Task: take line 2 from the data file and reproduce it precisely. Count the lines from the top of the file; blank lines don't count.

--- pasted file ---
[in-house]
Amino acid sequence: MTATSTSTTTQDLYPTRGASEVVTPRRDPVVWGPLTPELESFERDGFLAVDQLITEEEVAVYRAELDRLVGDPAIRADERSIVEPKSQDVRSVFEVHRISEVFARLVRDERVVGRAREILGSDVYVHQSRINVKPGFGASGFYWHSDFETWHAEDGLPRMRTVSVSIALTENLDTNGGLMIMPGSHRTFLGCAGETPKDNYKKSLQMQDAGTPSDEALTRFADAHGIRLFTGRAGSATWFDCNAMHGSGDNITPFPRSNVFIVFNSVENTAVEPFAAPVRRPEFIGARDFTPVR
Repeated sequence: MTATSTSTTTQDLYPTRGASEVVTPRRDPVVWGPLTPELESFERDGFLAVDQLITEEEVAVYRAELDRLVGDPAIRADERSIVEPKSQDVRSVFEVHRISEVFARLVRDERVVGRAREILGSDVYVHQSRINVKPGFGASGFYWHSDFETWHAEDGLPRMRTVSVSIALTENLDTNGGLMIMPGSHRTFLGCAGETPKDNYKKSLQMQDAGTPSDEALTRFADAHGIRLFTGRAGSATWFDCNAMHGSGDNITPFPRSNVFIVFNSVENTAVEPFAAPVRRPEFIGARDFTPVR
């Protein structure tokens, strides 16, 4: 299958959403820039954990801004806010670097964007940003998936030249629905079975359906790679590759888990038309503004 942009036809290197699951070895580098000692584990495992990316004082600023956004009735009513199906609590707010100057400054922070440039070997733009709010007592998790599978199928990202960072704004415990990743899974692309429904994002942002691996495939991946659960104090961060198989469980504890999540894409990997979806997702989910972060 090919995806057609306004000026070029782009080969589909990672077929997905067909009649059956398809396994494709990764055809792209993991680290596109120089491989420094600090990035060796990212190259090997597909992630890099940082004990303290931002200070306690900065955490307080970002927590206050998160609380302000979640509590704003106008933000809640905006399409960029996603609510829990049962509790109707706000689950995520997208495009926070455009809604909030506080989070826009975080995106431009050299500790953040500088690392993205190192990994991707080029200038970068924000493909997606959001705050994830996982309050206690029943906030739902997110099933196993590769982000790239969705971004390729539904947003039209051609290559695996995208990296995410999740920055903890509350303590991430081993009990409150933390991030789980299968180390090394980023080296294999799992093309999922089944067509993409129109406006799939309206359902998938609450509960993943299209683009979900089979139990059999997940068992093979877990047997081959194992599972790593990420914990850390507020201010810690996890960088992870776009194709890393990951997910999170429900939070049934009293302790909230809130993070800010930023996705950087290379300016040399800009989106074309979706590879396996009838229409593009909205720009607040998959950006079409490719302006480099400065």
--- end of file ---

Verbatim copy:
Amino acid sequence: MTATSTSTTTQDLYPTRGASEVVTPRRDPVVWGPLTPELESFERDGFLAVDQLITEEEVAVYRAELDRLVGDPAIRADERSIVEPKSQDVRSVFEVHRISEVFARLVRDERVVGRAREILGSDVYVHQSRINVKPGFGASGFYWHSDFETWHAEDGLPRMRTVSVSIALTENLDTNGGLMIMPGSHRTFLGCAGETPKDNYKKSLQMQDAGTPSDEALTRFADAHGIRLFTGRAGSATWFDCNAMHGSGDNITPFPRSNVFIVFNSVENTAVEPFAAPVRRPEFIGARDFTPVR